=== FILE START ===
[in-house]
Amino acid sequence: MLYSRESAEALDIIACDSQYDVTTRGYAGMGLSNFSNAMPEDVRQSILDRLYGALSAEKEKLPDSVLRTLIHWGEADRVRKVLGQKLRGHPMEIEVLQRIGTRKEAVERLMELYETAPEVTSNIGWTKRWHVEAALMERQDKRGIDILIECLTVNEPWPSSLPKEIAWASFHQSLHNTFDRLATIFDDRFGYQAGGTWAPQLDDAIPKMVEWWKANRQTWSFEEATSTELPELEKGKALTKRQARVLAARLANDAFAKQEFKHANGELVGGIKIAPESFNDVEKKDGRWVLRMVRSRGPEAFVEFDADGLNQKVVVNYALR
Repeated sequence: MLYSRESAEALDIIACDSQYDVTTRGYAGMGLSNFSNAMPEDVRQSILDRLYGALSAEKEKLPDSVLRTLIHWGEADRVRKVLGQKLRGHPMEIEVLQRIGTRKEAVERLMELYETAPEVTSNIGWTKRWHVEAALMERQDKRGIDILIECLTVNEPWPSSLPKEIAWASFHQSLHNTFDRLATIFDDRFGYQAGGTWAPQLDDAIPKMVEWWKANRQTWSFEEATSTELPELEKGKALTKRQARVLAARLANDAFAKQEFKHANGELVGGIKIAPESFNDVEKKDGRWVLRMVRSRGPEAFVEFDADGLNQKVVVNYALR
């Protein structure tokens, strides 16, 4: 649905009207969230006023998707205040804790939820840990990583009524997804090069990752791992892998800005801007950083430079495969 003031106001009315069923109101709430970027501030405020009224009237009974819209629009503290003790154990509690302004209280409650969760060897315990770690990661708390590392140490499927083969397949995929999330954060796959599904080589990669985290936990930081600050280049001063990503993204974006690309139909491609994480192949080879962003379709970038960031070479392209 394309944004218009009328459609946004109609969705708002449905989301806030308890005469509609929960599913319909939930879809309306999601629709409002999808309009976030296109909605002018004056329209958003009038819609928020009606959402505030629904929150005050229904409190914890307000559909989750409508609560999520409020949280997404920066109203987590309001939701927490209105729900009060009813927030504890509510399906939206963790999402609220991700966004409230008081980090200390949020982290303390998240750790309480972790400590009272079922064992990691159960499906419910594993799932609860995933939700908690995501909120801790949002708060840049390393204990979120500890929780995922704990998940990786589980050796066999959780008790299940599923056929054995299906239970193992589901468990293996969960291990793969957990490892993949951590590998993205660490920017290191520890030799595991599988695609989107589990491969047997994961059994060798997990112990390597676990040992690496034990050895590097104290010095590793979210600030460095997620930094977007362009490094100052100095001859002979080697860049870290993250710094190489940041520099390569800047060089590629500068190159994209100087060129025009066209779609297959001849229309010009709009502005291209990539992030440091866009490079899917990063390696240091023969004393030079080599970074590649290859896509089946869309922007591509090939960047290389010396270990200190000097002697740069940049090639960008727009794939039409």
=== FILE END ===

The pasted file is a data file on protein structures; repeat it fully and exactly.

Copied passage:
[in-house]
Amino acid sequence: MLYSRESAEALDIIACDSQYDVTTRGYAGMGLSNFSNAMPEDVRQSILDRLYGALSAEKEKLPDSVLRTLIHWGEADRVRKVLGQKLRGHPMEIEVLQRIGTRKEAVERLMELYETAPEVTSNIGWTKRWHVEAALMERQDKRGIDILIECLTVNEPWPSSLPKEIAWASFHQSLHNTFDRLATIFDDRFGYQAGGTWAPQLDDAIPKMVEWWKANRQTWSFEEATSTELPELEKGKALTKRQARVLAARLANDAFAKQEFKHANGELVGGIKIAPESFNDVEKKDGRWVLRMVRSRGPEAFVEFDADGLNQKVVVNYALR
Repeated sequence: MLYSRESAEALDIIACDSQYDVTTRGYAGMGLSNFSNAMPEDVRQSILDRLYGALSAEKEKLPDSVLRTLIHWGEADRVRKVLGQKLRGHPMEIEVLQRIGTRKEAVERLMELYETAPEVTSNIGWTKRWHVEAALMERQDKRGIDILIECLTVNEPWPSSLPKEIAWASFHQSLHNTFDRLATIFDDRFGYQAGGTWAPQLDDAIPKMVEWWKANRQTWSFEEATSTELPELEKGKALTKRQARVLAARLANDAFAKQEFKHANGELVGGIKIAPESFNDVEKKDGRWVLRMVRSRGPEAFVEFDADGLNQKVVVNYALR
């Protein structure tokens, strides 16, 4: 649905009207969230006023998707205040804790939820840990990583009524997804090069990752791992892998800005801007950083430079495969 003031106001009315069923109101709430970027501030405020009224009237009974819209629009503290003790154990509690302004209280409650969760060897315990770690990661708390590392140490499927083969397949995929999330954060796959599904080589990669985290936990930081600050280049001063990503993204974006690309139909491609994480192949080879962003379709970038960031070479392209 394309944004218009009328459609946004109609969705708002449905989301806030308890005469509609929960599913319909939930879809309306999601629709409002999808309009976030296109909605002018004056329209958003009038819609928020009606959402505030629904929150005050229904409190914890307000559909989750409508609560999520409020949280997404920066109203987590309001939701927490209105729900009060009813927030504890509510399906939206963790999402609220991700966004409230008081980090200390949020982290303390998240750790309480972790400590009272079922064992990691159960499906419910594993799932609860995933939700908690995501909120801790949002708060840049390393204990979120500890929780995922704990998940990786589980050796066999959780008790299940599923056929054995299906239970193992589901468990293996969960291990793969957990490892993949951590590998993205660490920017290191520890030799595991599988695609989107589990491969047997994961059994060798997990112990390597676990040992690496034990050895590097104290010095590793979210600030460095997620930094977007362009490094100052100095001859002979080697860049870290993250710094190489940041520099390569800047060089590629500068190159994209100087060129025009066209779609297959001849229309010009709009502005291209990539992030440091866009490079899917990063390696240091023969004393030079080599970074590649290859896509089946869309922007591509090939960047290389010396270990200190000097002697740069940049090639960008727009794939039409």